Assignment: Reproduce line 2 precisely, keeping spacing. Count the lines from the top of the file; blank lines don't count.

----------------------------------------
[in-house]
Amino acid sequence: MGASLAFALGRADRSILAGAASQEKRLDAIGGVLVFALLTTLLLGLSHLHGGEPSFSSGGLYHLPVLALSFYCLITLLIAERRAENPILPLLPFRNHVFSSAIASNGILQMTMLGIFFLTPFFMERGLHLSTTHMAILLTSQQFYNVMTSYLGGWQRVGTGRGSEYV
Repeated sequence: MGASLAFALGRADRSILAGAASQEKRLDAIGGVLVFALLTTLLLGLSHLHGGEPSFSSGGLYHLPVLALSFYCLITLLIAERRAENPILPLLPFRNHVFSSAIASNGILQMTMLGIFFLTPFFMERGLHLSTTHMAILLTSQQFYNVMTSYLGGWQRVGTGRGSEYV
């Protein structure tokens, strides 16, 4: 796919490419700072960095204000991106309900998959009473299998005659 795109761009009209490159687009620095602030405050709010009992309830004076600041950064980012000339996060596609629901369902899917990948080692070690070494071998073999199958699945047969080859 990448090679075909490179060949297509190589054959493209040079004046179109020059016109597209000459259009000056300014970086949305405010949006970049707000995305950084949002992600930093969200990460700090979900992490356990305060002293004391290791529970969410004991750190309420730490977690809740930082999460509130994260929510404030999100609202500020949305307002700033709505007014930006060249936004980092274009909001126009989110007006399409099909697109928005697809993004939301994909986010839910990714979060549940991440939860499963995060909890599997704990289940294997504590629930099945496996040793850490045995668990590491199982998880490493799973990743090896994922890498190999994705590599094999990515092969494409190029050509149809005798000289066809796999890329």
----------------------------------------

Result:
Amino acid sequence: MGASLAFALGRADRSILAGAASQEKRLDAIGGVLVFALLTTLLLGLSHLHGGEPSFSSGGLYHLPVLALSFYCLITLLIAERRAENPILPLLPFRNHVFSSAIASNGILQMTMLGIFFLTPFFMERGLHLSTTHMAILLTSQQFYNVMTSYLGGWQRVGTGRGSEYV